FRIDAY REVIEW

Poetry in earthy hues

TRADITIONAL MOTIFS: Some of the items on display at the Uttam Nagar pottery exhibition.

TRADITIONAL MOTIFS: Some of the items on display at the Uttam Nagar pottery exhibition.   | Photo Credit: Photo: M. Vedhan

PUSHPA CHARI

A contemporary touch is added to pottery and wood craft to create an arresting array of artefacts.



The past decade has seen many ancient craft forms find contemporary expression, be it in the design or theme or embellishment. Especially so, when it comes to pottery and wood craft. Take white pottery, for example. It has come a full circle, beginning with mere pots and pans and now evolving into jewellery, decorative items and architectural elements.

This change is reflected in the work of the artisans of Uttam Nagar near Delhi, the largest potters colony in Asia, and the jhangirs or carpenters from Rajasthan.

The potters of Uttam Nagar, a 50-year-old settlement, come from traditional ‘kumhar’ clans as also non-paramparik families from all over North India. Their forte is black pots of various shapes and sizes, some hand-painted using natural dyes. Urns, pillars, tables, and icons which have faces, birds and floral motifs painted on them make superb craft statements.

Minute detailing

Anand and Bippro Manjhi, originally from West Bengal, have been trained in Uttam Nagar by their father for nearly five years. As Anand adds final touches to a painted sunflower adorning a black vase, he explains the process. “My father makes a model in ‘mitti’ (mud which comes from UP) complete with etching and the details. We then make a mould using plaster of Paris on either side of the vase. When dry, the plaster of Paris is removed and two ‘dye’ replicas are made, which are again coated with mitti. After finishing and drying, the vase is kept in a ‘bhatti’ (kiln) for eight hours. Enamel painting is done followed by lacquering.”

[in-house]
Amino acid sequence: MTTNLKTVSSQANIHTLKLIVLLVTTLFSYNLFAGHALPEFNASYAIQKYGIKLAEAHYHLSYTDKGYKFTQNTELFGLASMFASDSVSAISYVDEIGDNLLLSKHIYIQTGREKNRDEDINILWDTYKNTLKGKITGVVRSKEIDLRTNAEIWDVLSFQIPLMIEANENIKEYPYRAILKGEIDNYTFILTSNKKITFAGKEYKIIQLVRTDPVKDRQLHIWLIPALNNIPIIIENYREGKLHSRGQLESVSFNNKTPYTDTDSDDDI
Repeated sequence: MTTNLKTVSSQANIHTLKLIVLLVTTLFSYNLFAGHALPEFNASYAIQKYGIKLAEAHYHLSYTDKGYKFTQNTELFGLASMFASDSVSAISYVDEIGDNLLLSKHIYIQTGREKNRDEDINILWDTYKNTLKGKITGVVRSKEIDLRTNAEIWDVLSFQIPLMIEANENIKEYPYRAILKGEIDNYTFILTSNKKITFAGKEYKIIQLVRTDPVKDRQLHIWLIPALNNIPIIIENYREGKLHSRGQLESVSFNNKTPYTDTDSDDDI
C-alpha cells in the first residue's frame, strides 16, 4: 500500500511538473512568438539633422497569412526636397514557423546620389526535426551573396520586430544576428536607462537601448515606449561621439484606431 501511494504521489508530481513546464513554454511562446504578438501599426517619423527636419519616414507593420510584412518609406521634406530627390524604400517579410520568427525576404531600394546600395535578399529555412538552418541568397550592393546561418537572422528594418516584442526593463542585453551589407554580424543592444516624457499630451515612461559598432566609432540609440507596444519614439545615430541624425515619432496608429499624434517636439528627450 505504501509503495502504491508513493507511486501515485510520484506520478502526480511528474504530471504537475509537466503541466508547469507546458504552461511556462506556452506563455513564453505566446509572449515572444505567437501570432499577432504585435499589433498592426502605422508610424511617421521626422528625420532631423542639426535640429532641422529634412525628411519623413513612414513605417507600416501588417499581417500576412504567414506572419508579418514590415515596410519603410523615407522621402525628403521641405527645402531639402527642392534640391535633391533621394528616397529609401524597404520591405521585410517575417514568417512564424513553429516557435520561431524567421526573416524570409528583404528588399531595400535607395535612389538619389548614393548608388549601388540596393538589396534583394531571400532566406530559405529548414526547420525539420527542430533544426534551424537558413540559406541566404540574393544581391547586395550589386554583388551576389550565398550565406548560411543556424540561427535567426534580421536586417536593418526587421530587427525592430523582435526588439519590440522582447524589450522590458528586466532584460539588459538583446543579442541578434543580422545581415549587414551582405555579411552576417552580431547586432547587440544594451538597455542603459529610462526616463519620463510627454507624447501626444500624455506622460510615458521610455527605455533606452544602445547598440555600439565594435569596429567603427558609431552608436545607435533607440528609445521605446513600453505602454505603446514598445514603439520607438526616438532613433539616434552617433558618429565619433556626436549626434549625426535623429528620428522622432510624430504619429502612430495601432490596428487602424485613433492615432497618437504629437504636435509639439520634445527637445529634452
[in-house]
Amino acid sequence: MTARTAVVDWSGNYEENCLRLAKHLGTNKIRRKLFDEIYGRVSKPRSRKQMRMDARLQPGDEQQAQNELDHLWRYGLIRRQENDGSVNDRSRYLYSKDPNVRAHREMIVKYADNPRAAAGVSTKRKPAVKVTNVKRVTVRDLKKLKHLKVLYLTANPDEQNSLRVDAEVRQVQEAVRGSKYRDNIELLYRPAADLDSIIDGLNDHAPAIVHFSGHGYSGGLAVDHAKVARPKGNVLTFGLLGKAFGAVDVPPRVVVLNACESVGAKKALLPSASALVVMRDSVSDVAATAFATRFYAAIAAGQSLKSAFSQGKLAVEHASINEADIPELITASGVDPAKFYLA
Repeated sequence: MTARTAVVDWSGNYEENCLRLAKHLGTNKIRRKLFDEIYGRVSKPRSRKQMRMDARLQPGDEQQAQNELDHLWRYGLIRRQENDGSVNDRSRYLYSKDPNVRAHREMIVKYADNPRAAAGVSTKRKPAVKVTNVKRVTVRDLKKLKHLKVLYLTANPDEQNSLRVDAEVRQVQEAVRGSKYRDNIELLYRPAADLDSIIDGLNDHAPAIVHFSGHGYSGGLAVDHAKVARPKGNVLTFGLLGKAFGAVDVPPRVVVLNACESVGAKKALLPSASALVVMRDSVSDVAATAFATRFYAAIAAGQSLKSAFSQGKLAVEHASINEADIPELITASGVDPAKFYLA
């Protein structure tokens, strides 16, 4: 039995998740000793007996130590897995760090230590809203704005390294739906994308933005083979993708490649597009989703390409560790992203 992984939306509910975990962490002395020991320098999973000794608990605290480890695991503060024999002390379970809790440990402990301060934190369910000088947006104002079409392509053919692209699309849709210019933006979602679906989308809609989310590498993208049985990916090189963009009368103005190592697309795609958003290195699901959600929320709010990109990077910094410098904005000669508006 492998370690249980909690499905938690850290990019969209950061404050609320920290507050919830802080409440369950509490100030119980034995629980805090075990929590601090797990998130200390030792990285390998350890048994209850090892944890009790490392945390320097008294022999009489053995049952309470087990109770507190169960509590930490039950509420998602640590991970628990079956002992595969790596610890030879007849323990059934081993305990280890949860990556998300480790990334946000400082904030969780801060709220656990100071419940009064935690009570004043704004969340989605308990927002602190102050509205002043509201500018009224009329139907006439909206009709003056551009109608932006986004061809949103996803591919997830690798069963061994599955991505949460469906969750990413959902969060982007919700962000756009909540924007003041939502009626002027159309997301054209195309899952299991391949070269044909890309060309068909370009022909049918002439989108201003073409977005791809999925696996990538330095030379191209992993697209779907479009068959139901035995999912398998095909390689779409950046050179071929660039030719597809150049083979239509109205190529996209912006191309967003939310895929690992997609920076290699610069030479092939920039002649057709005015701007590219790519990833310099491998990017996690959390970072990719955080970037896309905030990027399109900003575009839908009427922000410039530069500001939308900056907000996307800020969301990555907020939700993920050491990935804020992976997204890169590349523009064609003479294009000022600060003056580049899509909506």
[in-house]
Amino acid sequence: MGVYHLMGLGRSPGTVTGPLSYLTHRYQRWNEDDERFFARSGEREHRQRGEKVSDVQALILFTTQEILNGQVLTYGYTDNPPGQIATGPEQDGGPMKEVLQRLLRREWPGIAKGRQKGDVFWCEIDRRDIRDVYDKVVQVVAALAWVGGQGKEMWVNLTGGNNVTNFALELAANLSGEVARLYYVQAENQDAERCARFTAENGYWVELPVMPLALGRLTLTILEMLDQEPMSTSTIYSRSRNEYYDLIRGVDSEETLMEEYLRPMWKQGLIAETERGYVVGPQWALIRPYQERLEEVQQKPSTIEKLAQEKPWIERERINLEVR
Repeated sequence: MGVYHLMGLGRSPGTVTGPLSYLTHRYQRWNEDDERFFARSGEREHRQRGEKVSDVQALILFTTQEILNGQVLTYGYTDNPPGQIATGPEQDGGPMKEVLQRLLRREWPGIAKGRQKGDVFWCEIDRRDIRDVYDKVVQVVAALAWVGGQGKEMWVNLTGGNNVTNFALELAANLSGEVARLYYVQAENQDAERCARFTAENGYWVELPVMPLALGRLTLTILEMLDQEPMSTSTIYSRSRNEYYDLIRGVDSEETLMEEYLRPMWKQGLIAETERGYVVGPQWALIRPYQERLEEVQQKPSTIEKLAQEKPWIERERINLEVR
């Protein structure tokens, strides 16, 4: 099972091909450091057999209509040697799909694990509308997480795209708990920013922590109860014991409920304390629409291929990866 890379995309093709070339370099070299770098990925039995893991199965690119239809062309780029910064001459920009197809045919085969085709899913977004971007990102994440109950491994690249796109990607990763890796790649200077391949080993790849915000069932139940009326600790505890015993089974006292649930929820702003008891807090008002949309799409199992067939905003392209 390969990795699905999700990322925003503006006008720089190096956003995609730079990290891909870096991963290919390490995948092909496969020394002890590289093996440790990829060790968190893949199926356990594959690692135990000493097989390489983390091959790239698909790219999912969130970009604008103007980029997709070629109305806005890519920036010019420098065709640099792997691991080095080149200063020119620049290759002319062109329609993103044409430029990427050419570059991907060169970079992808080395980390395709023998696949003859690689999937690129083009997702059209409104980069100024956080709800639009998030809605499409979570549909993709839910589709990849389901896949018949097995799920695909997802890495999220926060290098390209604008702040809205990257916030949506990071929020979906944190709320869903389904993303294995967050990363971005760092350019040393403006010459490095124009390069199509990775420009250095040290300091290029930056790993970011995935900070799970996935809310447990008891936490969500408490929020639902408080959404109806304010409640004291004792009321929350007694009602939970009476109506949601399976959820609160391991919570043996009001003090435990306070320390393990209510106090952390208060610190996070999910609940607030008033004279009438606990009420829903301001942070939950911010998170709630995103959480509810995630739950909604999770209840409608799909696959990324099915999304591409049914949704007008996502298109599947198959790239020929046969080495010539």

Anand likes to experiment and tries to cater for the changing tastes of his clients. His finely etched black urns and pots are in great demand and find use as garden and outdoor accessories.

Wooden delights

Ladho Ram Jhangir belongs to a paramparik family of Rajasthani wood craftsmen, who to this day do everything themselves… from cutting the Rajasthani babool tree, slicing its trunk to creating exquisite items out of these chunks of wood.

Jhangir likes to innovate and this can be seen in the jhoolas, side boards, display cases and tables which fuse iron and wood to stunning effect. The medium may be traditional but the idiom is modern. He has just finished designing a coffee table with charpoy legs and iron jaali work.

Says Jhangir, “I get the jaali work done by a lohar (ironsmith). I do the etching and the embossing myself. The antique finish is achieved using burnt powder mixed with Fevicol.”

The Uttam Nagar pottery of Anand and Bippro Manjhi and Rajasthan wood craft by Jhangir are showcased at Crafts Bazaar, Corporation Community Hall, 21/30, C.P. Ramaswamy Road, Alwarpet, till April 27.



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